Mariculture is a double-edged sword in China Academic Article uri icon

abstract

  • © 2019 Elsevier Ltd China now accounts for over 2/3 of the world's production of marine-based seafood. Chinese mariculture has contributed to the stability of the global food supply, but millions of tons of excess feed and drugs are threatening the sustainability of the waters in which it is conducted. Over 26% of the excess nitrogen in China's waters is likely a result of shrimp production alone, worsening eutrophication and the resulting ‘red tide’ in China. While some Chinese operations require the destruction of carbon-rich wetlands, the sector as a whole can be considered a net CO2 sink at the immediate time of harvest; each year, Chinese mariculture extracts the same quantity of CO2 from the atmosphere as 5000 km2 of forest. Novel technical practices, improved management of the harvested products in the food versus industrial supply chain, optimized sea-use and land-use plans, and the encouragement of participatory decision-making by provincial entities offer some promise to ensure the sustainability of this global public resource – but the national Chinese government will have to step up to address the challenges.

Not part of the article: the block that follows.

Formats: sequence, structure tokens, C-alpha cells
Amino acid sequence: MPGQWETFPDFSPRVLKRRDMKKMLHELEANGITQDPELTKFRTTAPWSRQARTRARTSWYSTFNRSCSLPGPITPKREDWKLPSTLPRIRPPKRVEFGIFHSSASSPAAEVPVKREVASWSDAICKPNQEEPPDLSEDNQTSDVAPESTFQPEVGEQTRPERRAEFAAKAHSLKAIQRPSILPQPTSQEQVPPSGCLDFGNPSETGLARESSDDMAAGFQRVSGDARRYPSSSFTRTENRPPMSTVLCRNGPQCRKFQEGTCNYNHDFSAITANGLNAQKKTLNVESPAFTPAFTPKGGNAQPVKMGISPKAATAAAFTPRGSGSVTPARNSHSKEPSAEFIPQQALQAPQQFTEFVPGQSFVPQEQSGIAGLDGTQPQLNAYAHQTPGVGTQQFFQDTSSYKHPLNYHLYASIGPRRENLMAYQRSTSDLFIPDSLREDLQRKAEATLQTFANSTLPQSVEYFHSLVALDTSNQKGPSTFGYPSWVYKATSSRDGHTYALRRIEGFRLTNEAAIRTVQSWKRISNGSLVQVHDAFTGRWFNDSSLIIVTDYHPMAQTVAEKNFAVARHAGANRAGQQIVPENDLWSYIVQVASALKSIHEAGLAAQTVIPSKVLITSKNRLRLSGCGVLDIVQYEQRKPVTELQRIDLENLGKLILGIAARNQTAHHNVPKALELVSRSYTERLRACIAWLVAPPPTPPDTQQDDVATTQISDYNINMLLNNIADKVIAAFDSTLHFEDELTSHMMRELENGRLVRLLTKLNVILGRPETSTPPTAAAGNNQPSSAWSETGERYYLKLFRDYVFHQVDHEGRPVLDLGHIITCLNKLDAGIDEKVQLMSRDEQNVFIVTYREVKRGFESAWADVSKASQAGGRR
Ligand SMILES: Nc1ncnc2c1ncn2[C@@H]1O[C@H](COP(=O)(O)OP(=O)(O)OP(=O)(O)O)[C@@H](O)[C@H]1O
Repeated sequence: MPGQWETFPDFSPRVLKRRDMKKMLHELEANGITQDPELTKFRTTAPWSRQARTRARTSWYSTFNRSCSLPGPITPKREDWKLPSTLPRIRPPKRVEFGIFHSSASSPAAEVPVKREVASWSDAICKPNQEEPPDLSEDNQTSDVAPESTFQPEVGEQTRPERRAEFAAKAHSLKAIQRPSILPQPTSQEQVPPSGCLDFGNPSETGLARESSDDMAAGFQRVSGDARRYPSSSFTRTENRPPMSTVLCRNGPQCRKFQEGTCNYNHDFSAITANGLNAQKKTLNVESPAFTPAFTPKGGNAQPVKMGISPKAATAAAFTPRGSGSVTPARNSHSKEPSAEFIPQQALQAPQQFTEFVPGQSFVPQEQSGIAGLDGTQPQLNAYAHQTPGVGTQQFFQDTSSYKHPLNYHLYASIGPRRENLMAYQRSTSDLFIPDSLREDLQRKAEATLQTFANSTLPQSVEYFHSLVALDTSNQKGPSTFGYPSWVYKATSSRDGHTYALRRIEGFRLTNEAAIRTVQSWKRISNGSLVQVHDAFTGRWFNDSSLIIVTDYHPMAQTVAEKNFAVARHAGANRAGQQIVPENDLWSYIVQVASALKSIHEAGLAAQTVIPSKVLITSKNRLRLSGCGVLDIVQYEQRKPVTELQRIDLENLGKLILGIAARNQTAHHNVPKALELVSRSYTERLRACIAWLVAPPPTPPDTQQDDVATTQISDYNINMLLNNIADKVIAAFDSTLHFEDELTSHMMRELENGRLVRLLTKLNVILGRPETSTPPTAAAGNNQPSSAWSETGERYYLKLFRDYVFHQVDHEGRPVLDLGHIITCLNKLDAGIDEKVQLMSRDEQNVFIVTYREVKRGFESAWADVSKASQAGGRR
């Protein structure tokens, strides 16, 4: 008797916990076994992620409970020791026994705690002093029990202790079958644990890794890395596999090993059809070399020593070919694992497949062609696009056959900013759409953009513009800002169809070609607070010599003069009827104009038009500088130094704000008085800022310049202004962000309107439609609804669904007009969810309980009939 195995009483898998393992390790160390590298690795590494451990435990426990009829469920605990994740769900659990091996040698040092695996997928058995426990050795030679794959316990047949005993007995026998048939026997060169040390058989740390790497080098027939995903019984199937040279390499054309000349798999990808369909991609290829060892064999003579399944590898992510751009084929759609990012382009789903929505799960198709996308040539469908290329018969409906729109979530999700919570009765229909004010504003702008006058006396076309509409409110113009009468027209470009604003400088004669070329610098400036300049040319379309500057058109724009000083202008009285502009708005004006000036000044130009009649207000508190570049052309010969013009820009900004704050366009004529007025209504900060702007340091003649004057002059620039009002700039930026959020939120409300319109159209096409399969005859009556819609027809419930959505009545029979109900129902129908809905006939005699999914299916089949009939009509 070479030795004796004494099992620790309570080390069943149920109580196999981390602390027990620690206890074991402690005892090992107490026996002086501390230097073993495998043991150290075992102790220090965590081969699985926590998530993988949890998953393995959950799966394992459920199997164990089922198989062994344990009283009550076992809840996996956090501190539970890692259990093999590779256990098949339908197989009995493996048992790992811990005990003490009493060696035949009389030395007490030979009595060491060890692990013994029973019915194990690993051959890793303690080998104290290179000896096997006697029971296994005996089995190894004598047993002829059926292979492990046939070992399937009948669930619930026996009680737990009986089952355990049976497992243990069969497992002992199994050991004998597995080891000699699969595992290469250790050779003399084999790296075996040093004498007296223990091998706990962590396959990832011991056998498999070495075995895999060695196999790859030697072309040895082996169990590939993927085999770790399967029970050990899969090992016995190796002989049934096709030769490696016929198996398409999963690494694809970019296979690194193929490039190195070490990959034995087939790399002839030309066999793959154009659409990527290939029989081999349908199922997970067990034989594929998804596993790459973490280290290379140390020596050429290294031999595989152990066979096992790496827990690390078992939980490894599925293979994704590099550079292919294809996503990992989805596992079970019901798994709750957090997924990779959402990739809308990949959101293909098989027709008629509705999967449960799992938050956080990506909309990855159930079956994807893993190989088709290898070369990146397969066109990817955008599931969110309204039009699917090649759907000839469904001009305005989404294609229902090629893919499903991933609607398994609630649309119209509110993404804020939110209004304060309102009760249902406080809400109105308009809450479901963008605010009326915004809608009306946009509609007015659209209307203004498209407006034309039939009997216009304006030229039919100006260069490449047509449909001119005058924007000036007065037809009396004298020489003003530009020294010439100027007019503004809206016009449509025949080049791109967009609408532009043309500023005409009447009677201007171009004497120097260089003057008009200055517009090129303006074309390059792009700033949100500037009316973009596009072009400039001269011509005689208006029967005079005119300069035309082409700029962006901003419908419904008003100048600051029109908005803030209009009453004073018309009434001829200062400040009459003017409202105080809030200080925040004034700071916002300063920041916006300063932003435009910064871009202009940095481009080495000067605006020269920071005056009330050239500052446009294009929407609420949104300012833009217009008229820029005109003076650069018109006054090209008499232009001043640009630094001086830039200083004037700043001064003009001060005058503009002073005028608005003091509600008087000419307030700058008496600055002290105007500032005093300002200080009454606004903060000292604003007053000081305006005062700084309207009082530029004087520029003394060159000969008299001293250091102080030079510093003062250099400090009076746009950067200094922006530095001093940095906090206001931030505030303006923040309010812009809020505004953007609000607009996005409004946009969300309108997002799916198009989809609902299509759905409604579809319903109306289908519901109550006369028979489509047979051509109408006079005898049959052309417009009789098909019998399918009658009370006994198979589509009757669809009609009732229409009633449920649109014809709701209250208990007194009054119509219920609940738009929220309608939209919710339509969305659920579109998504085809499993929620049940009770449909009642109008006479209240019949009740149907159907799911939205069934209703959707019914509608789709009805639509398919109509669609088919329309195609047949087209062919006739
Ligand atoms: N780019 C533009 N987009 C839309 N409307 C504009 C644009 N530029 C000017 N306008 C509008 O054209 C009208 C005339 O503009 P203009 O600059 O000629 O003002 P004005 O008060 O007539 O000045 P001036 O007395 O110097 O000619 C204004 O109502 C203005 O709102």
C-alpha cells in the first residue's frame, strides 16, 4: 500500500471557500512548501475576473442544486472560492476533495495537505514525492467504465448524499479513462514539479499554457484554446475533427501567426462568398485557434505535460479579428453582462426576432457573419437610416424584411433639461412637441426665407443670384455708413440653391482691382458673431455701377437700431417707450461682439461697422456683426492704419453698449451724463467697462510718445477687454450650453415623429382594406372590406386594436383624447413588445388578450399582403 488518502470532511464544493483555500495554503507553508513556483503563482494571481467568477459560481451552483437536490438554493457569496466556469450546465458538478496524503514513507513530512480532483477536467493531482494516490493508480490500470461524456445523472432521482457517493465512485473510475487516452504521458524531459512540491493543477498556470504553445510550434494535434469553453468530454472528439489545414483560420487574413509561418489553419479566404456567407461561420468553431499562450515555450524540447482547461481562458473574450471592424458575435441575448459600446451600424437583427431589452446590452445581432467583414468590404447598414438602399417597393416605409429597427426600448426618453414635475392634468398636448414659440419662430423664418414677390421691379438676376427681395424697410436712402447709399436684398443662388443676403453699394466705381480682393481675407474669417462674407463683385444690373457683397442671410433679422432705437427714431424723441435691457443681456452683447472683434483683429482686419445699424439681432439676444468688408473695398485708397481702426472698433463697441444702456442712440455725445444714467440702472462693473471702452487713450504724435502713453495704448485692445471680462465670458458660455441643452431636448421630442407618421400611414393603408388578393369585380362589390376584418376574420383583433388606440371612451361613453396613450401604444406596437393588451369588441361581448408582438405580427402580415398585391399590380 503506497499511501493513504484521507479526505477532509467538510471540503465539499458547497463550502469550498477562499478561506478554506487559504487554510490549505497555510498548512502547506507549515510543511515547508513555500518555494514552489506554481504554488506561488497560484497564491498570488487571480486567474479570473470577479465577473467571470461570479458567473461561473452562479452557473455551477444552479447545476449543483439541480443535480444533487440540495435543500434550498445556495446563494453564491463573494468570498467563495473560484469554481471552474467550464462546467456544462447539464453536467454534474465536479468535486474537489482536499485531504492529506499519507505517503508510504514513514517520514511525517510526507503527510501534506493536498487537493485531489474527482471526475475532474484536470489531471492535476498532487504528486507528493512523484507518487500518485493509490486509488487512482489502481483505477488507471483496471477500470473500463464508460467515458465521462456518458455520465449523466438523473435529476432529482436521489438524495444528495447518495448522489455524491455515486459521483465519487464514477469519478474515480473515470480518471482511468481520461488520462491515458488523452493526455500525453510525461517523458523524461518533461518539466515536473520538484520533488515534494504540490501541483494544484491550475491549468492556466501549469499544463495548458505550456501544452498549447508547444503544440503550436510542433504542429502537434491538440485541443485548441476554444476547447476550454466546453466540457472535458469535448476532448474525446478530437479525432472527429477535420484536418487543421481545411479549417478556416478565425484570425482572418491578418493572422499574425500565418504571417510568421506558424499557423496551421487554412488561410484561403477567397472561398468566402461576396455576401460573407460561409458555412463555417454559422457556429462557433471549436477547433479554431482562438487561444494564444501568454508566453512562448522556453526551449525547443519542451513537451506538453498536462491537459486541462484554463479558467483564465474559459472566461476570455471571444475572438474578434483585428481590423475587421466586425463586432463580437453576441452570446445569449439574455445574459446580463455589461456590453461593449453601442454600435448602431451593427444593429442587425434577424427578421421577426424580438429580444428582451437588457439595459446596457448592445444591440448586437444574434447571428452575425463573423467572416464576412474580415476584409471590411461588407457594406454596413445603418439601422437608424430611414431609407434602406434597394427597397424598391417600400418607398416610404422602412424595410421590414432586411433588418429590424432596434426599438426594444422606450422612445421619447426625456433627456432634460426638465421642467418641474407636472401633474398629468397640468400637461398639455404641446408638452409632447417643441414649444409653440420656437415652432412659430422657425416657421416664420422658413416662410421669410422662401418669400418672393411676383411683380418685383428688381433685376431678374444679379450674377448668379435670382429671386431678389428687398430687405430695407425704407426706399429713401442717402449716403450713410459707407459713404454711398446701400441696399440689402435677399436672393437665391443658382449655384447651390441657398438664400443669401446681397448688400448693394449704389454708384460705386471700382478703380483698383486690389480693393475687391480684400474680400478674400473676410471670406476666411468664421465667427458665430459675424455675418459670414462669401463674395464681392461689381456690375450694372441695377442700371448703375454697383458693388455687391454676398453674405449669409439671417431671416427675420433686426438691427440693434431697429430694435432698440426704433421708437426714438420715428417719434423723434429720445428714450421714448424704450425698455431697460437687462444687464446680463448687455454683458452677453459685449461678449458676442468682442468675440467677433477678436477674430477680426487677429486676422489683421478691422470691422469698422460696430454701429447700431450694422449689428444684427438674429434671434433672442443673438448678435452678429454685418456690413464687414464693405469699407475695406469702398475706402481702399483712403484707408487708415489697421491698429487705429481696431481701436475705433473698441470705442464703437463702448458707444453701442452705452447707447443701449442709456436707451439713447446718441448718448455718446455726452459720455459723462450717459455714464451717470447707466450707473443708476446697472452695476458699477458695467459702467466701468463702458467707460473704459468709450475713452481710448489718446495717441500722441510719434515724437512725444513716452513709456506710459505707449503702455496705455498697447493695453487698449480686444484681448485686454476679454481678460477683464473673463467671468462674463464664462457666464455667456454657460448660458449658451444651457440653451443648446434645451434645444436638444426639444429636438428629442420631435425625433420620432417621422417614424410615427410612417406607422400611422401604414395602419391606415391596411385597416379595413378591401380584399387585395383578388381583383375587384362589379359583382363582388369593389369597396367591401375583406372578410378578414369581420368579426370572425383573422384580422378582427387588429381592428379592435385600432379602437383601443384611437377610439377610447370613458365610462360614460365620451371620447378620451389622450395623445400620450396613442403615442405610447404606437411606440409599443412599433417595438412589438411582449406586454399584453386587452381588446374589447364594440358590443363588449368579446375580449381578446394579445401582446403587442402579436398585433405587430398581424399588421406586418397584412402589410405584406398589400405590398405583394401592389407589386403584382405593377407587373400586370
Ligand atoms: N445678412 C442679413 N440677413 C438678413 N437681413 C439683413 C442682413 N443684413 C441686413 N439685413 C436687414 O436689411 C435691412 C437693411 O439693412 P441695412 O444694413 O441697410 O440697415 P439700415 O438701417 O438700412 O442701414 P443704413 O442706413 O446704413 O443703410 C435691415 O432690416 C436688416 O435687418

altmetric score

  • 0.75

author list (cited authors)

  • Meng, W., & Feagin, R. A.

citation count

  • 7

publication date

  • June 2019